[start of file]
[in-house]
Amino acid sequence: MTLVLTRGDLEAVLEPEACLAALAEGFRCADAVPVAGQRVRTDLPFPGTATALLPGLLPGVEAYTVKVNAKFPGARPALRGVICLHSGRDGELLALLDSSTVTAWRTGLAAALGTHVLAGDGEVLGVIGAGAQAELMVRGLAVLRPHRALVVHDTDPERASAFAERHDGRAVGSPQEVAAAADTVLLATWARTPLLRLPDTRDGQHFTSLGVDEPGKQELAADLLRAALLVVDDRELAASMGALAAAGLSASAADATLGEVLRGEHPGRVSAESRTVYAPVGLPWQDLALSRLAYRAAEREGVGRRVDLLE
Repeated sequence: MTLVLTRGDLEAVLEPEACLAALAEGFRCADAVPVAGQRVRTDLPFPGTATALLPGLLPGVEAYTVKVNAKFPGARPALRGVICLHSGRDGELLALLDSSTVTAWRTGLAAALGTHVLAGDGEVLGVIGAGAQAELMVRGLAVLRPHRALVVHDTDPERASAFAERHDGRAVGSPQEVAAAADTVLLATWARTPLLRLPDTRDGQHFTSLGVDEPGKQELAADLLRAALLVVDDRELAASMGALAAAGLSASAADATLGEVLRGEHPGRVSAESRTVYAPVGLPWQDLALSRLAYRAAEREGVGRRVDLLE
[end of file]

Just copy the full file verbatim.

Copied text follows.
[in-house]
Amino acid sequence: MTLVLTRGDLEAVLEPEACLAALAEGFRCADAVPVAGQRVRTDLPFPGTATALLPGLLPGVEAYTVKVNAKFPGARPALRGVICLHSGRDGELLALLDSSTVTAWRTGLAAALGTHVLAGDGEVLGVIGAGAQAELMVRGLAVLRPHRALVVHDTDPERASAFAERHDGRAVGSPQEVAAAADTVLLATWARTPLLRLPDTRDGQHFTSLGVDEPGKQELAADLLRAALLVVDDRELAASMGALAAAGLSASAADATLGEVLRGEHPGRVSAESRTVYAPVGLPWQDLALSRLAYRAAEREGVGRRVDLLE
Repeated sequence: MTLVLTRGDLEAVLEPEACLAALAEGFRCADAVPVAGQRVRTDLPFPGTATALLPGLLPGVEAYTVKVNAKFPGARPALRGVICLHSGRDGELLALLDSSTVTAWRTGLAAALGTHVLAGDGEVLGVIGAGAQAELMVRGLAVLRPHRALVVHDTDPERASAFAERHDGRAVGSPQEVAAAADTVLLATWARTPLLRLPDTRDGQHFTSLGVDEPGKQELAADLLRAALLVVDDRELAASMGALAAAGLSASAADATLGEVLRGEHPGRVSAESRTVYAPVGLPWQDLALSRLAYRAAEREGVGRRVDLLE